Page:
There were calm moments for us as things slowly improved for Jaycee but we were well aware of heartbreak and bad events happening around us. When a large group of the I.C.U. team gathers outside a room, I get nervous for the child and the family. We have been that room before where the team congregates and makes a plan to adjust for the latest hiccup. As I sat in the hospital room, my mind couldn't help but recall the horrible, scary time for us in I.C.U. last fall. I thought about how Jaycee's blood pressure crashed and sent her spiraling downhill so quickly. I thought about my many breakdowns in the room, the hall, and the parent lounge. I thought of the uncertainty and the most horrific events in that stay that still haunt and affect me now. I thought I was losing her. Months later, I'm 9 beds away from where all that activity happened. I'm in another serious situation with my daughter, and I'm helpless again. I'm encountering some of the amazing nurses and doctors that helped her the last time. I'm grateful for them but at the same time, I don't want to see them again. I want to forget about that time in Jaycee's life when I wondered if she'd make it back home.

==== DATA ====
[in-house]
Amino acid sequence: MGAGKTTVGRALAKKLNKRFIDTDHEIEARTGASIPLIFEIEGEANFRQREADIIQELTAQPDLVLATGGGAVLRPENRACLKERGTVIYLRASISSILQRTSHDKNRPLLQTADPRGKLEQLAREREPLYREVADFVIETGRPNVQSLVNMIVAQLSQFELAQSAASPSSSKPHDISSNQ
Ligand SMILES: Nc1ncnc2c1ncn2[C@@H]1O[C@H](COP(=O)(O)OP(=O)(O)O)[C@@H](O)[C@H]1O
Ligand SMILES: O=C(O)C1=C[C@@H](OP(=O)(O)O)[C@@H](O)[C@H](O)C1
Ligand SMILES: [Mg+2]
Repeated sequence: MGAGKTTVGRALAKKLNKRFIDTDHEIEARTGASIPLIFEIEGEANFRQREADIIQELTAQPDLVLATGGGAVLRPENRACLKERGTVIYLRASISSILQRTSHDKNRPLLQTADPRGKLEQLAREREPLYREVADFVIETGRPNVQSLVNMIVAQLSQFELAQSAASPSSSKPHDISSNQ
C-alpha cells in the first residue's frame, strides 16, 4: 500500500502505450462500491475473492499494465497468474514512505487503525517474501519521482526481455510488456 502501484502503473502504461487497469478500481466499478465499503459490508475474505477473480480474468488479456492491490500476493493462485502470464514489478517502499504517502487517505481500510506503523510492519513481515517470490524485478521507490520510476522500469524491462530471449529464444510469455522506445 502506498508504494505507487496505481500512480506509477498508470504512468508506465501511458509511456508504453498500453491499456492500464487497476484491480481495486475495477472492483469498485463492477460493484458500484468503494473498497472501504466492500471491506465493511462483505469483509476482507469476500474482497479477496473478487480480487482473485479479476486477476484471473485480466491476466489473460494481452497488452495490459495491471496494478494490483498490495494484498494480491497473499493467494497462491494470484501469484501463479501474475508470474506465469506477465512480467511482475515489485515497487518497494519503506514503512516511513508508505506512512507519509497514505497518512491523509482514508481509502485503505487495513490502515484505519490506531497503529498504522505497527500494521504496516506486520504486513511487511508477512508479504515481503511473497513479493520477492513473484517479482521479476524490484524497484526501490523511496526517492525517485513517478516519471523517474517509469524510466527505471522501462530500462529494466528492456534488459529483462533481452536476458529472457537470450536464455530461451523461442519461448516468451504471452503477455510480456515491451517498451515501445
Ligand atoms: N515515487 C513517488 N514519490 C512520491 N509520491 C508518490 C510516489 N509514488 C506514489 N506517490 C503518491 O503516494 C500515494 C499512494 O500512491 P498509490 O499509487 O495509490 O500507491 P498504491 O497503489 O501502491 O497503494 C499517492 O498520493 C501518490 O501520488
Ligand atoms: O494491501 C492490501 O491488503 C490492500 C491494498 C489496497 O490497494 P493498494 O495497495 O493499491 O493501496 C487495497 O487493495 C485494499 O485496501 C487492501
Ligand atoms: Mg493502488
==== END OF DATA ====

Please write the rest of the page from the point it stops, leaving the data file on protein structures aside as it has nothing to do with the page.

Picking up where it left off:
The I.C.U. is scary. Until the illness hits its worst point, there's uncertainty, worry, stress, panic, and fear. There's a reassurance that there are people around who know what to do, but also the realization that not every child pulls through every time. We have walked by rooms full of family members saying good-bye to their child. It's awful. It's intense. It's your worst fears of a mother being thrown in your face to deal with.

The best thing about the I.C.U. is when your child is deemed stable and well enough to leave, exiting those double doors hoping never to have a reason to walk through them again. I left I.C.U. happy that Jaycee survived, was improving, and on her way to recovery. But I also left with more emotional baggage, worries about the future, and fears about how this illness will affect her health in the near future.